• Period: to

    Period 3

    15 Events American Revolution, American Independence, Early Government
  • Sugar/Revenue Act of 1764

    Sugar/Revenue Act of 1764
    Implemented to pay off the debt from the French and Indian War, the Revenue Act of 1764 was the first of a long series of taxes against the colonies. Colonials mainly protested against taxation without representation and the inhumanity of Writs of Assistance.
  • Stamp Act of 1765

    Stamp Act of 1765
    Put a tax on all printed & paper goods (literally everything). This ended up being the final straw before major protests and boycotting, and shows a major uprising of the Sons of Liberty.
  • Gaspee Affair

    Gaspee Affair
    British officials become much more aggressive in enforcing taxes and acts of dominance over the colonies. In Rhode Island, a British customs ship called the Gaspee got stuck, so colonists took the opportunity to ransack and burn it. Shows that the colonists really hate Britain.
  • Tea Act of 1773

    Tea Act of 1773
    Britain implemented this tax in hopes to save the British East India Tea Company and monopolize the tea trade. This led to an extreme reaction from the colonists like protests and boycotts, including the Boston Tea Party.
  • Second Continental Congress

    Second Continental Congress
    A Second Continental Congress met to discuss the outbreaks of fighting between Britain and the colonists. They discussed making the 'natives' the 14th colony, made Washington head of the Continental Army, and authorized an attack on Canada.
  • Initial Fights of Rebellion

    Initial Fights of Rebellion
    Initial fighting between the colonists and the British began at Lexington and Concord. They fought for about a year before the Declaration of Independence was officially created.
  • Declaration of Independence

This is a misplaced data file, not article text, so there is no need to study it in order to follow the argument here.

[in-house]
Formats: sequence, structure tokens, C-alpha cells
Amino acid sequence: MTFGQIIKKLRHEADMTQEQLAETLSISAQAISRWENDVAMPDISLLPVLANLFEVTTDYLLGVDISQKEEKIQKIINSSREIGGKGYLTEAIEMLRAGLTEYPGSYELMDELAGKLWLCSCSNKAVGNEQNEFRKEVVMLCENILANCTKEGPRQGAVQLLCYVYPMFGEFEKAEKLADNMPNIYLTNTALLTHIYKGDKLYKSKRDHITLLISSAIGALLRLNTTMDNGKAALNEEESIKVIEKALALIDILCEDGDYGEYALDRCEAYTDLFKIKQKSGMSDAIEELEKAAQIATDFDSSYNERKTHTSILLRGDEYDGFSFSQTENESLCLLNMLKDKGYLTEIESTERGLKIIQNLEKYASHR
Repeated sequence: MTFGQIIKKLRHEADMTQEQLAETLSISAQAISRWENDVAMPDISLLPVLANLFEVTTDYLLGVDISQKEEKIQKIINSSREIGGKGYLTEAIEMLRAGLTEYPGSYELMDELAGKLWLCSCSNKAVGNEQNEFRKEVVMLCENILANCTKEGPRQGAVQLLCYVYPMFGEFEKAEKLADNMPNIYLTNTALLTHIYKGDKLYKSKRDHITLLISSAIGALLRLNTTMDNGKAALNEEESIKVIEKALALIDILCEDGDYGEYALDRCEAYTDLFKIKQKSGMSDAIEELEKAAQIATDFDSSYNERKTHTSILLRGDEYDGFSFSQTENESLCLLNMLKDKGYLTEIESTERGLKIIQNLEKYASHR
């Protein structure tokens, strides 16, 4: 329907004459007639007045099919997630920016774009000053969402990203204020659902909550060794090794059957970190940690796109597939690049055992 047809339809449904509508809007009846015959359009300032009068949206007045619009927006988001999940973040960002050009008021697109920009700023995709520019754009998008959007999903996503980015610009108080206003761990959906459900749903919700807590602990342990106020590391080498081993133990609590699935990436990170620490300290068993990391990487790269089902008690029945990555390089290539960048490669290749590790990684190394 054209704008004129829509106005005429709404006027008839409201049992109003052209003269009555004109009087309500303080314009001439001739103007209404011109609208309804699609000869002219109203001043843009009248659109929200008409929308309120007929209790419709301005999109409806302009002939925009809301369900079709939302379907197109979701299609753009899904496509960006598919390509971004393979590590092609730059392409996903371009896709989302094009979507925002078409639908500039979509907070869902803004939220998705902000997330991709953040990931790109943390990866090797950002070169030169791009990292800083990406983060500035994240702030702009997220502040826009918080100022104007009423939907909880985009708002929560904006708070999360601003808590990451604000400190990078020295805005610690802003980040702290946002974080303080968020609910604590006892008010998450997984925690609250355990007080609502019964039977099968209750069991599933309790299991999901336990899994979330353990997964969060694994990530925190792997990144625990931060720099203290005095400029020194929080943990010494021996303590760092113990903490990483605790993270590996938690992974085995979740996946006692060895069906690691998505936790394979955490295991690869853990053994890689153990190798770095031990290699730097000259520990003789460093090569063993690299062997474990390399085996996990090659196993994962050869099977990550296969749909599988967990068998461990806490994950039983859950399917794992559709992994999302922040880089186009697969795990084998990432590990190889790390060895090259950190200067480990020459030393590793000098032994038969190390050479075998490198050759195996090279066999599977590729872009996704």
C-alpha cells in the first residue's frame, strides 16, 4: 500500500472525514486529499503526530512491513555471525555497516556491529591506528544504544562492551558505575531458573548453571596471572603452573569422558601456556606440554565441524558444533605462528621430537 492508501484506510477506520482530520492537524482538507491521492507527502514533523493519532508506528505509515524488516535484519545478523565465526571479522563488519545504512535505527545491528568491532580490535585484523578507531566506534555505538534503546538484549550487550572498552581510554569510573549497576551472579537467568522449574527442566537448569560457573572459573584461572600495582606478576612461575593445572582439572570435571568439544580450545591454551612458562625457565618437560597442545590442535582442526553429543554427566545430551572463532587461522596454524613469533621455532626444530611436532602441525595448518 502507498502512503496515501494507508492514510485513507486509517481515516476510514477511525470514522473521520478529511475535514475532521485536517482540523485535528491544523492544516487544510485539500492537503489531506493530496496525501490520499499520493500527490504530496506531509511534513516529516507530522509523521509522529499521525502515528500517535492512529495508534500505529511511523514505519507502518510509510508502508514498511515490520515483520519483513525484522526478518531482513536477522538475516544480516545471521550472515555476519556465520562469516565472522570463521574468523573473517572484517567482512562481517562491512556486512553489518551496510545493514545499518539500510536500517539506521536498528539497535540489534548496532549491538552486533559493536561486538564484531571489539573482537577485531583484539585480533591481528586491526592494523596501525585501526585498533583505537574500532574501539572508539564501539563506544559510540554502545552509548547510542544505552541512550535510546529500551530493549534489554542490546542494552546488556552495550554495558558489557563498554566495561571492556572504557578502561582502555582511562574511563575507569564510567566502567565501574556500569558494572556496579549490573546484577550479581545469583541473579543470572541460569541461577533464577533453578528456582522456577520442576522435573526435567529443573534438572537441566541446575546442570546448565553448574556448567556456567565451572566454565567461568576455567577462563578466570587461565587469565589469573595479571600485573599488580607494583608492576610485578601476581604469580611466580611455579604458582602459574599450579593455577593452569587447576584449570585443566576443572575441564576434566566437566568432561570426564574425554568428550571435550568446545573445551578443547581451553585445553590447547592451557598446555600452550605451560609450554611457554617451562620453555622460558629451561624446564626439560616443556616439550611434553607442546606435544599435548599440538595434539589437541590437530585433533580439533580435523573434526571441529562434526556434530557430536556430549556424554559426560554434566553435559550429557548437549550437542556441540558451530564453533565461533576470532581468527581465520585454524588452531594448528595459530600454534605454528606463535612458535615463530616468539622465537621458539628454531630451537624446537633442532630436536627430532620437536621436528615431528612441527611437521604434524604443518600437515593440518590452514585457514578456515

Declaration of Independence
    The Declaration of Independence was written by Thomas Jefferson, John Adams, Ben Franklin in 1766 after the colonies were finally ready to fight against Britain. It declared unity in the colonies and even had resolutions come from outside of New England to show that all colonies were involved.
  • Battle of Saratoga

    Battle of Saratoga
    The Battle of Saratoga was the turning point of the war after the Continental Army had been struggling to win battles and was quickly losing soldiers and supplies. This battle was the first major win for the colonies and resulted in an alliance with the French.
  • Articles of Confederation

    Articles of Confederation
    While the Articles of Confederation was the first constitution for America, it failed due to a lack of central government and major differences in state currency and policies. (Introduced in 1777, ratified in 1781)
  • Treaty of Paris

    Treaty of Paris
    The Treaty of Paris officially ends the Revolutionary War, but fighting still persists for years after due to slow communication. It grants American Independence and all land east of the Mississippi River.
  • Land Ordinance of 1785

    Land Ordinance of 1785
    One of the positives from the Articles, it divided the Old Northwest into 3-5 states. Public education was incorporated here and slavery was not allowed.
  • Constitutional Convention

    Constitutional Convention